• Price: $1250 / £1099 / €1299
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Reloop Mixon 8 Pro Review

Phil Morse | Founder & Tutor
Read time: 4 mins
Last updated 17 July, 2023

The Lowdown

The Mixon 8 Pro is a well made, flexible and professional DJ controller that definitely does things its own way. It works with both Serato DJ Pro and Algoriddim’s djay Pro AI, the latter with iPad as well as Windows/Mac, for which it has a useful built-in stand. It is the only controller out there with four channels and paddle FX, plus proper control over software FX – something missing from most controllers nowadays. Throw in four external channels, two mics, and booth and balanced outputs, and it’s a tempting alternative to the Rane Fours and FLX10s of this world.

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Video Review

First Impressions / Setting up

Low profile but quite large and built out of metal, the four-channel Reloop Mixon 8 Pro feels like a serious controller from the off. It’s unashamedly a controller, with a nowadays unusual “mirror image” layout and two full FX engine control areas, two things that are rare on DJ gear nowadays. It also has four FX paddles – a first for any DJ gear we can think of.

Its pads, faders, knobs and transport buttons are all well spaced and full sized, but its jogs are relatively small for a unit of this size – think Prime 4 rather than FLX6/10. Personally I’m quite happy with jogwheels this size, and these also have screens built in, but they do feel a little stiff in use.

The Mixon 8 has stuff you’d only find on pro mixers – a stereo/mono button at the top, and more excitingly, a split cue button near the bottom, which is something you just don’t see on DJ controllers.

The unit has no hardware FX like on the Pioneer DJ DDJ-FLX10, for instance, and its per-channel filter knobs do just that (filter – nothing else is switchable in the place of the filters), but overall it has pretty much all the software control you can think of, with slip, auto/manual looping (on buttons), key sync (but no key shift), crossfader curve knob, even a cue split button and a stereo/mono switch on the master output.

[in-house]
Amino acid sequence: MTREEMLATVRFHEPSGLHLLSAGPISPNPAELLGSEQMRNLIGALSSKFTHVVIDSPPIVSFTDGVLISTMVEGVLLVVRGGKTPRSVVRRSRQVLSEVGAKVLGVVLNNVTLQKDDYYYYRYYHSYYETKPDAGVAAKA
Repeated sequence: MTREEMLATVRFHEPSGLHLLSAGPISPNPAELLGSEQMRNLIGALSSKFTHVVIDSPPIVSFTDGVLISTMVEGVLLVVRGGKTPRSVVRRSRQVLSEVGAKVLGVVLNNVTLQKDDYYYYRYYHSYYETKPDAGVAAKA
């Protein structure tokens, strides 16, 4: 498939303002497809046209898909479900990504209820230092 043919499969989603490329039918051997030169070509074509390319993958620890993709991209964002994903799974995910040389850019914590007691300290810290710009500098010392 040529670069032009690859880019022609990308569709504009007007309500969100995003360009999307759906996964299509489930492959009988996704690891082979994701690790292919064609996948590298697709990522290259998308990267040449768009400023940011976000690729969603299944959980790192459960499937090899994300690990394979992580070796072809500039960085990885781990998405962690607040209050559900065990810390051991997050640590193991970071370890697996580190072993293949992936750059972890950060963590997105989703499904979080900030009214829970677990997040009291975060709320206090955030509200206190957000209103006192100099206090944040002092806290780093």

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Speaking of outputs, there are booth and master outs, the latter with an XLR balanced option, and all four channels can take external inputs, two of which are switchable from line to phono. There are two mic channels, with talkover, and these are routed through channels 3 and 4 when required.

Sure, it costs a lot less than its competitors, but the Mixon 8 still has every possible input and output you could possibly expect: four decks, two laptops, and so on..

There are USB-B sockets around the back for two laptops, but one is switchable to a USB-C for an iPad or iPhone running djay Pro AI. No leads are provided in the box for hooking up such devices though, apart from a standard laptop USB-B to USB-A, which is a shame (a short USB-C to Lightning and/or USB-C to USB-C would have been nice).

To get the unit up and running, you power it up with the supplied 12V/3A external power brick and adaptor, install the software of choice (it unlocks Serato DJ Pro, but you’d need to subscribe to djay Pro AI), install the audio driver if using Windows, and plug in, putting your iPad into the snug, large mounting slot/stand as required.

In Use

At the time of reviewing, the unit only worked with djay Pro AI (Serato DJ Pro follows by release date, May 2023), but we have enough experience of Serato implementations on DJ controllers to tell you what you need to know generally here, and give you a bit more info in the case of djay Pro AI.